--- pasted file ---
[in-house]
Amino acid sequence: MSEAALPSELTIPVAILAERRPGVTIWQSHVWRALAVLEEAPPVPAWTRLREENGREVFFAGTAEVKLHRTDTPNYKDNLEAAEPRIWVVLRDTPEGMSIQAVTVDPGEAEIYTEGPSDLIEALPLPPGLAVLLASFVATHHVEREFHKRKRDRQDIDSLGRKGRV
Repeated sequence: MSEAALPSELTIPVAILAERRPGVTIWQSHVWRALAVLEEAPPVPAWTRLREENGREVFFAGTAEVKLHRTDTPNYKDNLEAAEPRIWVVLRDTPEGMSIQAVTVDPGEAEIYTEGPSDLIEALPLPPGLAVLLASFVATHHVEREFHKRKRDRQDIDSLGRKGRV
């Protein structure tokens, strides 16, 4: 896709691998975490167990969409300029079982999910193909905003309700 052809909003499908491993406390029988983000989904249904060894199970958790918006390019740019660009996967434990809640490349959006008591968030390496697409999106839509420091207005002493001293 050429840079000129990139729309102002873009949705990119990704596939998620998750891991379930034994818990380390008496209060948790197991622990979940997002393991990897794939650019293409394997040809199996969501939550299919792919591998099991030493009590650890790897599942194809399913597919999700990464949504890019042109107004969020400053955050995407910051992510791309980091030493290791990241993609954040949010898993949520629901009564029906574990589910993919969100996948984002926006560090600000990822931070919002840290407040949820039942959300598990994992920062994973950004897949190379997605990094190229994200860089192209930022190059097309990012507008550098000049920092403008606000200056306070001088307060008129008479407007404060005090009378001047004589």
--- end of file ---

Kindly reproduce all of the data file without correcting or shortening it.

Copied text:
[in-house]
Amino acid sequence: MSEAALPSELTIPVAILAERRPGVTIWQSHVWRALAVLEEAPPVPAWTRLREENGREVFFAGTAEVKLHRTDTPNYKDNLEAAEPRIWVVLRDTPEGMSIQAVTVDPGEAEIYTEGPSDLIEALPLPPGLAVLLASFVATHHVEREFHKRKRDRQDIDSLGRKGRV
Repeated sequence: MSEAALPSELTIPVAILAERRPGVTIWQSHVWRALAVLEEAPPVPAWTRLREENGREVFFAGTAEVKLHRTDTPNYKDNLEAAEPRIWVVLRDTPEGMSIQAVTVDPGEAEIYTEGPSDLIEALPLPPGLAVLLASFVATHHVEREFHKRKRDRQDIDSLGRKGRV
């Protein structure tokens, strides 16, 4: 896709691998975490167990969409300029079982999910193909905003309700 052809909003499908491993406390029988983000989904249904060894199970958790918006390019740019660009996967434990809640490349959006008591968030390496697409999106839509420091207005002493001293 050429840079000129990139729309102002873009949705990119990704596939998620998750891991379930034994818990380390008496209060948790197991622990979940997002393991990897794939650019293409394997040809199996969501939550299919792919591998099991030493009590650890790897599942194809399913597919999700990464949504890019042109107004969020400053955050995407910051992510791309980091030493290791990241993609954040949010898993949520629901009564029906574990589910993919969100996948984002926006560090600000990822931070919002840290407040949820039942959300598990994992920062994973950004897949190379997605990094190229994200860089192209930022190059097309990012507008550098000049920092403008606000200056306070001088307060008129008479407007404060005090009378001047004589």